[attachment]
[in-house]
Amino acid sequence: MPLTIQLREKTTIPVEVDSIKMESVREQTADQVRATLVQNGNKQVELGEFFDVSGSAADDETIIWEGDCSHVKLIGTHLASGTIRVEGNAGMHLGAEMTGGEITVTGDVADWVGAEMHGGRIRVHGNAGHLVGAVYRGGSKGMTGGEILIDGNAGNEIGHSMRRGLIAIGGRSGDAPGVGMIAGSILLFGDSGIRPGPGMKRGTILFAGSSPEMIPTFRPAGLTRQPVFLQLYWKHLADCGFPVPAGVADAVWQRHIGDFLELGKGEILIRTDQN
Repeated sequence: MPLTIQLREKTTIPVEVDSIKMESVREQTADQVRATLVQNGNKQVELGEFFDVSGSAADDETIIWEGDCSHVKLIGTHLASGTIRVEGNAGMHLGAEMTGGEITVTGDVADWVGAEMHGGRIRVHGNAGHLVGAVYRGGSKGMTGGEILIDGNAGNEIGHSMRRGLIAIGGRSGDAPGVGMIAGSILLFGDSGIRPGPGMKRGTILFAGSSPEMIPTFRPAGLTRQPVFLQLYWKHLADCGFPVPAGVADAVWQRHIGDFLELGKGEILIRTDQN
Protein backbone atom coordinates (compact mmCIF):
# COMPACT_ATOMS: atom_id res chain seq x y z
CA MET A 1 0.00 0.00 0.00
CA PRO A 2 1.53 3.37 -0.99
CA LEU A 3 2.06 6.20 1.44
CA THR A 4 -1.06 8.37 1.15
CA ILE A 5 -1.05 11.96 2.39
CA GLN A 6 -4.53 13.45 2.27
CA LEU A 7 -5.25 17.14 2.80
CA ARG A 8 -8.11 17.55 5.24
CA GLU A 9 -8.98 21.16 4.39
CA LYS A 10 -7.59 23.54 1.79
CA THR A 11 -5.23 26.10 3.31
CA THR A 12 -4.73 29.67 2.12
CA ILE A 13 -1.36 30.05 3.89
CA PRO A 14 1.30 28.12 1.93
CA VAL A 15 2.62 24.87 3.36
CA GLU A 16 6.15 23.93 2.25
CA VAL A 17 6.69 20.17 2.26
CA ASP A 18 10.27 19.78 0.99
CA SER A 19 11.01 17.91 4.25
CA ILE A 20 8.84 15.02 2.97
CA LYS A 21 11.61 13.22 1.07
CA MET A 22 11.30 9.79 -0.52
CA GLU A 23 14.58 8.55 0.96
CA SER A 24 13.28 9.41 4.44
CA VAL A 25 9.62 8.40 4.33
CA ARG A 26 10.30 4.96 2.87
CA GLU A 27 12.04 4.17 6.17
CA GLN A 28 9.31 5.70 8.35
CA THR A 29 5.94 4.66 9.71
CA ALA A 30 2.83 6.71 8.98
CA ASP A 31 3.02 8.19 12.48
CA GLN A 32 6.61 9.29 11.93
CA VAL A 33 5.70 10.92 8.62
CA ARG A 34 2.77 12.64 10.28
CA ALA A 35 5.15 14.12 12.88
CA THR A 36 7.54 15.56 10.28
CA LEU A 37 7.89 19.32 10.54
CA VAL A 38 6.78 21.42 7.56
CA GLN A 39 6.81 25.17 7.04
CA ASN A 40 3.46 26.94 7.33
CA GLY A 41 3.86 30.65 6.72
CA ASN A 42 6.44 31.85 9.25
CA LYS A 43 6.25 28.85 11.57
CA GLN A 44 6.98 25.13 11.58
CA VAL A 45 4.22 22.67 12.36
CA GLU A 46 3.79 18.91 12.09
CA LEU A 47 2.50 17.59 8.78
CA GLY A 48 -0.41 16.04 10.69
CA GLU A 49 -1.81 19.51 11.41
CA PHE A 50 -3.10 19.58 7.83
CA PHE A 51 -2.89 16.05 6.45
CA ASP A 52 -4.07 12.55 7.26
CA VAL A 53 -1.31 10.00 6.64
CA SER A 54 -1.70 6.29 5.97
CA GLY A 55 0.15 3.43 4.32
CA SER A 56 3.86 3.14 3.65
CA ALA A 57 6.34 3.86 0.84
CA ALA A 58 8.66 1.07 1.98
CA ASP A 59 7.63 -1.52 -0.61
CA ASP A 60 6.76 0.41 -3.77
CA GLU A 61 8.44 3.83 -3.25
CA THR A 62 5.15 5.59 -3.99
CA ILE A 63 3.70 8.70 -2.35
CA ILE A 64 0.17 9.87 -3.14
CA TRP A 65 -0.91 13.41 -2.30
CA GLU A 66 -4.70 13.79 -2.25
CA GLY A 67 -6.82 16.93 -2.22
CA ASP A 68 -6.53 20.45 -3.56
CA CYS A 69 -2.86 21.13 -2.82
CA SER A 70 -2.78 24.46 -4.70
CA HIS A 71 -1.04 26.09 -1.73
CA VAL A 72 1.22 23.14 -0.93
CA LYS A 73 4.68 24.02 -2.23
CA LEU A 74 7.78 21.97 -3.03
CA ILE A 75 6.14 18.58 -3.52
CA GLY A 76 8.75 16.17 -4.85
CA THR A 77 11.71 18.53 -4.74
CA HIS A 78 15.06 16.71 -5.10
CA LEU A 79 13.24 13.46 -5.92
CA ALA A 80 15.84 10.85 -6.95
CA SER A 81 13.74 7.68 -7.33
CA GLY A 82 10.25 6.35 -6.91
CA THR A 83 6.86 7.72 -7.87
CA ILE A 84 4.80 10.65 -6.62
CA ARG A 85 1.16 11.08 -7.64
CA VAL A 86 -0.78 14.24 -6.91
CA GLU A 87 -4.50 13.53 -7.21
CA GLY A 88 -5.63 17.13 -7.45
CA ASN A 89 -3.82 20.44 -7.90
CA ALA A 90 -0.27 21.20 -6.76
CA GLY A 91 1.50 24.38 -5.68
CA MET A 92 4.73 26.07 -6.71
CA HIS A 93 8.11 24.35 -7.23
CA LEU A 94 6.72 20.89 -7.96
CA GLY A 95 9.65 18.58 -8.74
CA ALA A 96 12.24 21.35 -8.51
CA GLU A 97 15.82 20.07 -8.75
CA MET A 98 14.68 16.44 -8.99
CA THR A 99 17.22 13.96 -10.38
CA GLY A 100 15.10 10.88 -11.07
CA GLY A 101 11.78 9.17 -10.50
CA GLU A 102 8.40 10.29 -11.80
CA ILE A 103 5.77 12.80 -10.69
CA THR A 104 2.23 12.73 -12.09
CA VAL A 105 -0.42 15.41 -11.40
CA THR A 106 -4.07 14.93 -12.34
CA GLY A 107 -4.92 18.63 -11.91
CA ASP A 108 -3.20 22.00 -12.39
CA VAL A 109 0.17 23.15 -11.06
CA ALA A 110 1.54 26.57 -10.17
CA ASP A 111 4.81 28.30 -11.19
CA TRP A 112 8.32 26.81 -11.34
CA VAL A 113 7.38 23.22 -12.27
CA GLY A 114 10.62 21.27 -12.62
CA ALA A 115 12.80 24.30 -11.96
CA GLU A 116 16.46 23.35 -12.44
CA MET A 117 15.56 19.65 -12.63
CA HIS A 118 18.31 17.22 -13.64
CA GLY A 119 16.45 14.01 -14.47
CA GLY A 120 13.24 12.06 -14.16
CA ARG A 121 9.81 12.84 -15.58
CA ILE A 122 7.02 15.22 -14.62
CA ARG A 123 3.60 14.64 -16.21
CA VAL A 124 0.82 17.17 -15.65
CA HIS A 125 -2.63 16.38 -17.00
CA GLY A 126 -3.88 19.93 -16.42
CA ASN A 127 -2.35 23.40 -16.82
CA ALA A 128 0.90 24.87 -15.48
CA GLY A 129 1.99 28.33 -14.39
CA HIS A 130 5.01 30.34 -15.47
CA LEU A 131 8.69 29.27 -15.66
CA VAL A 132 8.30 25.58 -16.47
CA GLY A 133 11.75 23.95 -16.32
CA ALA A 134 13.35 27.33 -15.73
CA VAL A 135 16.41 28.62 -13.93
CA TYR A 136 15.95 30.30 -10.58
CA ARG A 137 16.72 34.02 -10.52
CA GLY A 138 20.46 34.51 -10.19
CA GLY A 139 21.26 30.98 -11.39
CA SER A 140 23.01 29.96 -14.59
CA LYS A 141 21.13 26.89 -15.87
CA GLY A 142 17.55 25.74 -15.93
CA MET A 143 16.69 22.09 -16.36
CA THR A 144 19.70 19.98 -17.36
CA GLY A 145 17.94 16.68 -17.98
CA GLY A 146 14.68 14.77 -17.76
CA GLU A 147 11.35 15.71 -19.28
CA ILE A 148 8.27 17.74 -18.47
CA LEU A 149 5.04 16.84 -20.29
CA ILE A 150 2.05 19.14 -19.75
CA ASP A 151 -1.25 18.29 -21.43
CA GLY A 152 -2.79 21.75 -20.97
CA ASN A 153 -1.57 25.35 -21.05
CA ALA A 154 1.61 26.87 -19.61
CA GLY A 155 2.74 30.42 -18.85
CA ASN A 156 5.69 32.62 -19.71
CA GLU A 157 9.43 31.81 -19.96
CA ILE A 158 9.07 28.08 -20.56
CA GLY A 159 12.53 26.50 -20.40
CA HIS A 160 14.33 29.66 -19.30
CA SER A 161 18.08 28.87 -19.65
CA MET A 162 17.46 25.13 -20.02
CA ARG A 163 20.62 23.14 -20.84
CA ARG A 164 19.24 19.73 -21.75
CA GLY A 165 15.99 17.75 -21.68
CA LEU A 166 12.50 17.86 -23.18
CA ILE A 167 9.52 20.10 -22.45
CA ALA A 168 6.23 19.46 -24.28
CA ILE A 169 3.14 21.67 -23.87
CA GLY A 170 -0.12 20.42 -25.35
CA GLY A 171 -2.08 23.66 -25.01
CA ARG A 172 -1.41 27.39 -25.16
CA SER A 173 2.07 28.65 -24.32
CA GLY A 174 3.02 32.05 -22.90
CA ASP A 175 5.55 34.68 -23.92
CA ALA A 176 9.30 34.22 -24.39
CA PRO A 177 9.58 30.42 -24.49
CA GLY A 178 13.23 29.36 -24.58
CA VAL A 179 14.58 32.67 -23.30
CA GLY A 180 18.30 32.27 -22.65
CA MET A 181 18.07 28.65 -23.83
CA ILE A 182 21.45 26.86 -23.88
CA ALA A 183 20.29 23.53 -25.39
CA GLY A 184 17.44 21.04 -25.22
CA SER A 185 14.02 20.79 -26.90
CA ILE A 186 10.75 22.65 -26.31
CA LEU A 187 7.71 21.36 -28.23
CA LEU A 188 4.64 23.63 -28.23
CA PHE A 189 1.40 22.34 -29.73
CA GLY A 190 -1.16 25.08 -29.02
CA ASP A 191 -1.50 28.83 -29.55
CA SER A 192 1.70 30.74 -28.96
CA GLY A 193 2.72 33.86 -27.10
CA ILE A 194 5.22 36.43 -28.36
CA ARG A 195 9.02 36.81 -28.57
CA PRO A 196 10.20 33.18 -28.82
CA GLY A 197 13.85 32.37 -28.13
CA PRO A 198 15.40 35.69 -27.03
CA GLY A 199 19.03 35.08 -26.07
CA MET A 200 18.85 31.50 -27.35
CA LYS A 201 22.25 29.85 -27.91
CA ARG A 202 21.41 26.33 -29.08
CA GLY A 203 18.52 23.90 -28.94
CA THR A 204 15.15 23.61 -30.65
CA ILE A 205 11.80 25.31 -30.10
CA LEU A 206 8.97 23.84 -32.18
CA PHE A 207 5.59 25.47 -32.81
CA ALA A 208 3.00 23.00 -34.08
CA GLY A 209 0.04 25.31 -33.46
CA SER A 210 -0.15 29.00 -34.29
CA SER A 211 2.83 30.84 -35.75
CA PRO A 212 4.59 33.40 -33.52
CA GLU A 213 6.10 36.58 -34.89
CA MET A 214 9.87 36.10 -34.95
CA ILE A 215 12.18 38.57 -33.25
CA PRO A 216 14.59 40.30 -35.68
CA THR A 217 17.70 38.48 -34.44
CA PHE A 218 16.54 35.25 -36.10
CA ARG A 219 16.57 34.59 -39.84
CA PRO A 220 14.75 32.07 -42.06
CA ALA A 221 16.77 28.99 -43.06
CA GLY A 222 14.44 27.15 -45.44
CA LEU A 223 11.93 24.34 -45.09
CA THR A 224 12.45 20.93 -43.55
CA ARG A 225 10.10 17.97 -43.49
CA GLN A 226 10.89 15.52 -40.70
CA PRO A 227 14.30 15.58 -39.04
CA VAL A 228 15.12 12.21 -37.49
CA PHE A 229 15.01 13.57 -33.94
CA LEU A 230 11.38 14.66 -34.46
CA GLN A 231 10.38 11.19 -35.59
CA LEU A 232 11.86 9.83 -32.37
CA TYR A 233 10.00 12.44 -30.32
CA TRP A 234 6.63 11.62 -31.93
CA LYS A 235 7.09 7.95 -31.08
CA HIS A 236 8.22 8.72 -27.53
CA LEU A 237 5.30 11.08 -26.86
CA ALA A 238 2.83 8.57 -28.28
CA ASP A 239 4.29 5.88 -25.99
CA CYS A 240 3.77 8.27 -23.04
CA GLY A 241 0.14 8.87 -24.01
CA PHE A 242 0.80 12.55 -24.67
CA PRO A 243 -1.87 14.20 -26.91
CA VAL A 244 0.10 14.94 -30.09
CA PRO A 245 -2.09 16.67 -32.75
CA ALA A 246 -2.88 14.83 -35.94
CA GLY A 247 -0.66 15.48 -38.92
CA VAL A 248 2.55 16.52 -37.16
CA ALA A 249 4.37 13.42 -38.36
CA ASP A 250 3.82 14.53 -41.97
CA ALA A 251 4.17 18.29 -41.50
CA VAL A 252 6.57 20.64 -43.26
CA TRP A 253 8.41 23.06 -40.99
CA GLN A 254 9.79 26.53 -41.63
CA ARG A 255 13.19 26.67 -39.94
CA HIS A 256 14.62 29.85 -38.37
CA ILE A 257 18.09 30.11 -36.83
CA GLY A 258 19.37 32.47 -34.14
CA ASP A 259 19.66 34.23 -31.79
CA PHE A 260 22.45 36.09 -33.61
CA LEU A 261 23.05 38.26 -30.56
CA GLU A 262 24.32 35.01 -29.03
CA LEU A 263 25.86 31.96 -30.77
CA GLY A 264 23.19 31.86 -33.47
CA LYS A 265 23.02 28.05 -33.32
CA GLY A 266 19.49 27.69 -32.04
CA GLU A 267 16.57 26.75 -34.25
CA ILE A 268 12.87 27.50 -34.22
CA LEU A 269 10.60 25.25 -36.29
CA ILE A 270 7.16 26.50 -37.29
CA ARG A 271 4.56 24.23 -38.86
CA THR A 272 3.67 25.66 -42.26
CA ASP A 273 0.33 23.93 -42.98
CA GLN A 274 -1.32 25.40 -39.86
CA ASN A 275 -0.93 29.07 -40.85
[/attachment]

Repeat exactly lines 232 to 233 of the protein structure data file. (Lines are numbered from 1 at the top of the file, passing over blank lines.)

CA PRO A 227 14.30 15.58 -39.04
CA VAL A 228 15.12 12.21 -37.49